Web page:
A plane chartered by the UN Children’s Fund (UNICEF) landed at Sana’a airport on Saturday with lifesaving supplies to help curb the spread of COVID-19 in conflict-torn Yemen.
The UN agency said that the supplies include a range of medical assistance including Personal Protective Equipment (PPE) items such as aprons, boots, facemasks and gloves for frontline health workers
More supplies, including COVID-19 testing kits are in the pipeline to arrive into the country in the coming weeks.
“These supplies will allow our courageous partners the health workers, who are working around the clock, to safely and more effectively address the spread of COVID-19,” said Sara Beysolow Nyanti, UNICEF Representative in Yemen.
The outbreak of COVID-19 has created an emergency within an emergency in Yemen where only half of health facilities are functional and with almost every child in Yemen (over 12 million in total) already in need of humanitarian assistance, including nearly half a million suffering from severe acute malnutrition, according to UNICEF.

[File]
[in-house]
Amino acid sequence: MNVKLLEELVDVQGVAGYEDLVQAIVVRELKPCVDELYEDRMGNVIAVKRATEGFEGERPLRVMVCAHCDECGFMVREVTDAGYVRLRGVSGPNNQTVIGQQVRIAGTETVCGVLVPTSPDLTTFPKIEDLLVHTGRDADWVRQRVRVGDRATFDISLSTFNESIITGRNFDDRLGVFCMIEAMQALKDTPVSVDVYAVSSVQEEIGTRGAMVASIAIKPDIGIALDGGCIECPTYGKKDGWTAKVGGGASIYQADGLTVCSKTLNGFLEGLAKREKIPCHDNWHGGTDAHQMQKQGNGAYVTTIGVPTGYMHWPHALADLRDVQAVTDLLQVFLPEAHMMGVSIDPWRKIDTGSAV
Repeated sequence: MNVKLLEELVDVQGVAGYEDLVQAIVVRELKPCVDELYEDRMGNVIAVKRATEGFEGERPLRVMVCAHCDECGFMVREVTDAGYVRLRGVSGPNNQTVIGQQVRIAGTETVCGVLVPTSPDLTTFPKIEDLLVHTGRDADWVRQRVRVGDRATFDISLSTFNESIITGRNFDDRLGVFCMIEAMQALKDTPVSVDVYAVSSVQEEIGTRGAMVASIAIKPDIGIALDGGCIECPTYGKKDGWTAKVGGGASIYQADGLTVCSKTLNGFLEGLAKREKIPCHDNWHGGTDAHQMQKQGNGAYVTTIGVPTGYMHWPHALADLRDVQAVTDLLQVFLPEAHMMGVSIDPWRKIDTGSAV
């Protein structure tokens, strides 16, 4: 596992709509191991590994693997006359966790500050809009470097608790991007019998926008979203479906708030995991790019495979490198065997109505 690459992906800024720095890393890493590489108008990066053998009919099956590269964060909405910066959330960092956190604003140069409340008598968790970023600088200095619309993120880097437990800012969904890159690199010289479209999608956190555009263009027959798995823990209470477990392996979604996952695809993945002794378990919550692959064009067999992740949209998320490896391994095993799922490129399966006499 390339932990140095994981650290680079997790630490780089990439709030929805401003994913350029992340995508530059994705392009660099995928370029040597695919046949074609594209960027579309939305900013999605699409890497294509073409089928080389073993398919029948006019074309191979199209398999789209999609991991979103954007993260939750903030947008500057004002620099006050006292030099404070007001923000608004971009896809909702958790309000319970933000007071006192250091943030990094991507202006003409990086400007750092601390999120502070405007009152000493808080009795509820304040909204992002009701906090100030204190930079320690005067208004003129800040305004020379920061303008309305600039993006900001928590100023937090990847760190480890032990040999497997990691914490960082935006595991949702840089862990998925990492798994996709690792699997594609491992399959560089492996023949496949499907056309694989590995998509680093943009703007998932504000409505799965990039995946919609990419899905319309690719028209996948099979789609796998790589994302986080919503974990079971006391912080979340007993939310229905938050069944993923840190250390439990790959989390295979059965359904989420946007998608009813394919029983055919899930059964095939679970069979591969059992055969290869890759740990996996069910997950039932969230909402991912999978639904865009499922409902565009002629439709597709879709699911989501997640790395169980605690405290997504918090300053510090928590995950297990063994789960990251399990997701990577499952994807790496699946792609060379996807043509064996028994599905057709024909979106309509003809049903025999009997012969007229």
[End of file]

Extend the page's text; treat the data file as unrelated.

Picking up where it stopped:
“Despite the uncertainty that the pandemic brought, UNICEF is staying and delivering to reach children and families in need across the country. A robust and sustainable supply chain will allow us to continue doing our share,” Ms. Nyanti stressed.
The PPE items will help at least 1,600 health workers in primary health centers, hospitals and isolation units across Yemen to provide safe primary health care and nutrition services for a period of three months.
These lifesaving supplies were provided with thanks to generous support from the Government of Australia and the International Development Association-World Bank.
Ahead of a planned virtual donors’ conference to boost the Yemen humanitarian response, set for this Tuesday, 2 June, UNICEF is appealing for $50 million to fund its COVID-19 response for children and communities across the country.
Recent funding gaps and other challenges in Yemen will put an additional estimated 5.5 million people in the war-torn country at risk of losing access to life-saving aid, such as food, cash and clean water this year, 24 international humanitarian organizations said ahead of the conference.
With Covid-19 spreading rapidly in the country, the withdrawal of donor funds from the largest humanitarian crisis in the world will cost lives, these organizations warned.